Neighborhood is cut off from rest of capital.
MONROVIA, Liberia – Liberia’s halting efforts to contain the Ebola outbreak spreading across parts of West Africa quickly turned violent Wednesday when angry young men hurled rocks and stormed barbed-wire barricades, trying to break out of a neighborhood here that had been cordoned off by the government.
Soldiers repelled the surging crowd with live rounds, driving hundreds of young men back into the neighborhood, a slum of tens of thousands known as West Point.
One teenager in the crowd, Shakie Kamara, 15, lay on the ground near the barricade, his right leg wounded by a bullet.
Lt. Col. Abraham Kromah, the national police’s operations chief, arrived minutes later. “This is messed up,” he said, looking at the teenager while deploring the surging crowd.
“They injured one of my police officers. That’s not cool. It’s a group of criminals that did this. Look at this child. God in heaven help us.”
The clashes marked a dangerous new chapter in West Africa’s five-month fight against the Ebola epidemic, already the deadliest on record. Outbreaks in neighboring Sierra Leone and Guinea have mostly been concentrated in rural areas, but the disease has spread to a major city, the Liberian capital.
Fighting Ebola in an urban area — particularly in a place like West Point, an extremely poor and often violent place that still bears deep scars from Liberia’s 14-year-long civil war — presents challenges that the government and international aid organizations have only started grappling with.
The risks that Ebola will spread quickly, and the difficulties in containing it, are multiplied in a dense urban environment, especially one where the health system has largely collapsed and residents appear increasingly distrustful of the government’s approach to the crisis, experts say.
Many people in West Point were already seething at the government’s attempt to open an Ebola center at a school in their neighborhood, complaining that suspected Ebola patients from other parts of the city were being brought there as well.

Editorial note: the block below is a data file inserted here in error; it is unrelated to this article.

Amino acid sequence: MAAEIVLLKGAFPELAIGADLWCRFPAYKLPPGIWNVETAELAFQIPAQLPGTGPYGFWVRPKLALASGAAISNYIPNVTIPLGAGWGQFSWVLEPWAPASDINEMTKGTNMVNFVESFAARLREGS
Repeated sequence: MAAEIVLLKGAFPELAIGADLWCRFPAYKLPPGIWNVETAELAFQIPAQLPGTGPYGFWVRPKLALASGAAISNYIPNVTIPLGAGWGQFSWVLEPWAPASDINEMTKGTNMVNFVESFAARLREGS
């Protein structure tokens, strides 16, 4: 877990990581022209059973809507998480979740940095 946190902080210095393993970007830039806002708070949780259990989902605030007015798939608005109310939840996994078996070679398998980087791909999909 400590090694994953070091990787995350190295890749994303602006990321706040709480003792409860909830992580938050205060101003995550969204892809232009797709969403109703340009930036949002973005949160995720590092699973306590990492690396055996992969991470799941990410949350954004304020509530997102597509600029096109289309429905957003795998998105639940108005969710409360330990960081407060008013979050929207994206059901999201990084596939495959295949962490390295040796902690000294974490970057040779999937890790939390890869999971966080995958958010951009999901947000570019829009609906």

Their neighborhood, they feared, was effectively being turned into a dumping ground for the disease.
On Saturday, hundreds of people stormed the school, allowing suspected Ebola patients to flee, heightening concerns that the disease would spread through the city.
On Wednesday, the residents of West Point awoke to learn that their entire area was under government quarantine. Soldiers and police in riot gear blocked roads in and out of the seaside neighborhood. Coast guard officers stopped residents from setting out aboard canoes from the neighborhood with the highest number of confirmed and suspected cases of Ebola.
As residents realized that the entire area had been sealed off from the rest of the capital, frustrations began to mount. In one attempt to break through the cordon, at an entrance to the neighborhood, soldiers fired in the air to dispel the protesters. But some of the bullets hit the crowd as well.
Liberia has already been hit hard by the Ebola epidemic, with an estimated 576 of the 1,350 deaths reported in the four nations that have registered cases in the region: Guinea, Liberia, Nigeria, and Sierra Leone.